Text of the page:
Choose alternatives to mercury-containing products, for example, switch to electronic thermometers and thermostats.
Recycle used fluorescent bulbs, which use mercury in the powder inside the glass.
Separate mercury-containing waste and broken or used equipment containing mercury from your trash. Find out if there is a household hazardous waste collection program that will accept these.
If you do need to use elemental (liquid) mercury, make sure it is safely stored in a leakproof container. Keep it in a secure space (e.g., a locked closet) so that others cannot easily get to it.
Follow your health department's recommendations on the amount of fish you and your family can safely consume.
Know what to do in case you are exposed to liquid mercury.
What should I do if there is a mercury spill?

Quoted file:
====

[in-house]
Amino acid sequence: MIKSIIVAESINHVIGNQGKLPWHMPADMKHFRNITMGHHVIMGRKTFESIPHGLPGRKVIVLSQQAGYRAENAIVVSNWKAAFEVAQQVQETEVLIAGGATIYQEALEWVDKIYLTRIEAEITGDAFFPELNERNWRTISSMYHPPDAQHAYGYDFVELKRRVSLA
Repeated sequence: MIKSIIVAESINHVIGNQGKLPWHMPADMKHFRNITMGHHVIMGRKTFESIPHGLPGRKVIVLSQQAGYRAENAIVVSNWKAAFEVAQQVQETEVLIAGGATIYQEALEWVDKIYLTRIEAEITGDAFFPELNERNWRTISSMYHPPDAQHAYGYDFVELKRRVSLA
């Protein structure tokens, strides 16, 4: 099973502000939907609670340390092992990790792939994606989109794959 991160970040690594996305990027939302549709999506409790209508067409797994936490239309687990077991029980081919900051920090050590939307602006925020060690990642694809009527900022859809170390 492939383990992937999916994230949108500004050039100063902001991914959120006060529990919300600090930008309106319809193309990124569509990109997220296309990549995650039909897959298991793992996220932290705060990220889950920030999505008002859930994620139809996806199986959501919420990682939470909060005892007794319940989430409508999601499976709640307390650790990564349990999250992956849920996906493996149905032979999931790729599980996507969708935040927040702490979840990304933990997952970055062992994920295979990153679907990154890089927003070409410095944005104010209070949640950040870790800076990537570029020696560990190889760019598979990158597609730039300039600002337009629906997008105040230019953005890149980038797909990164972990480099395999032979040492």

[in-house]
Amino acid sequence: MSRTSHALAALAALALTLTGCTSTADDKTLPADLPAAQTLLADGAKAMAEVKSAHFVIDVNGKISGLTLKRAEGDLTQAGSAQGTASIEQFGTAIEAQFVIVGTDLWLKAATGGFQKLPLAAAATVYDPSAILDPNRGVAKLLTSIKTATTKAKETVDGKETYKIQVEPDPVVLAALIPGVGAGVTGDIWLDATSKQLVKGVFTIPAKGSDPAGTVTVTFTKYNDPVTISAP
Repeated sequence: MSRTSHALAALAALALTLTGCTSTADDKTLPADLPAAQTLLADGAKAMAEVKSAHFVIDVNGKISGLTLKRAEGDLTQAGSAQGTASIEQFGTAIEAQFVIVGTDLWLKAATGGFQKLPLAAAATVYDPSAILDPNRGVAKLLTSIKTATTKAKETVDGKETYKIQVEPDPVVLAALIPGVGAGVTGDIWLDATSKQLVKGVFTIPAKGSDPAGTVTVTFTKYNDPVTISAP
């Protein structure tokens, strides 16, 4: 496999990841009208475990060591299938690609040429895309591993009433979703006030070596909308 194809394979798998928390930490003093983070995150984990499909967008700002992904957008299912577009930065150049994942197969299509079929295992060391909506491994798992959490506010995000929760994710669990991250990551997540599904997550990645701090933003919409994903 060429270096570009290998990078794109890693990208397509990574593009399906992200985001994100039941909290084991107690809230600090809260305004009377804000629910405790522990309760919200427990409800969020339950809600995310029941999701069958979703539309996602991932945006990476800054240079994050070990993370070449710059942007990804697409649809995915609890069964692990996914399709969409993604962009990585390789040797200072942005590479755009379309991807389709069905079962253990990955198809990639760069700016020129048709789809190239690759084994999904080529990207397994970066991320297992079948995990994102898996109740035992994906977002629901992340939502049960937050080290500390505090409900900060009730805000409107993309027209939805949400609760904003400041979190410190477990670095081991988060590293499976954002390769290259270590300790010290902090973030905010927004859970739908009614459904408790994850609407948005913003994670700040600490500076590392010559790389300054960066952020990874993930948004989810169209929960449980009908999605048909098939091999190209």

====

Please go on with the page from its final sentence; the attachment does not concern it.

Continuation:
Liquid mercury evaporates at room temperature and these vapors are invisible, odorless, and, at high levels, are very toxic. Upon spilling, liquid mercury will bead up and spread readily. The amount of vapor elemental mercury produces is related to the amount spilled, surface area (amount of beads produced), temperature (vapor increases with warmer air), airflow, and physical disturbance of the spilled material.
You should respond immediately to all mercury spills, such as a broken thermometer. Even small spills can, in some cases, cause high levels of mercury vapors that are unsafe to breathe. Mercury vapors are readily absorbed through the lungs into the bloodstream and are therefore, particularly hazardous. Mercury vapors are also heavier than air and may linger in higher concentrations close to the floor. Children or pets who crawl or play in these areas are at highest risk of breathing in these vapors.
If you break a mercury thermometer or have another type of small mercury spill, follow these nine steps: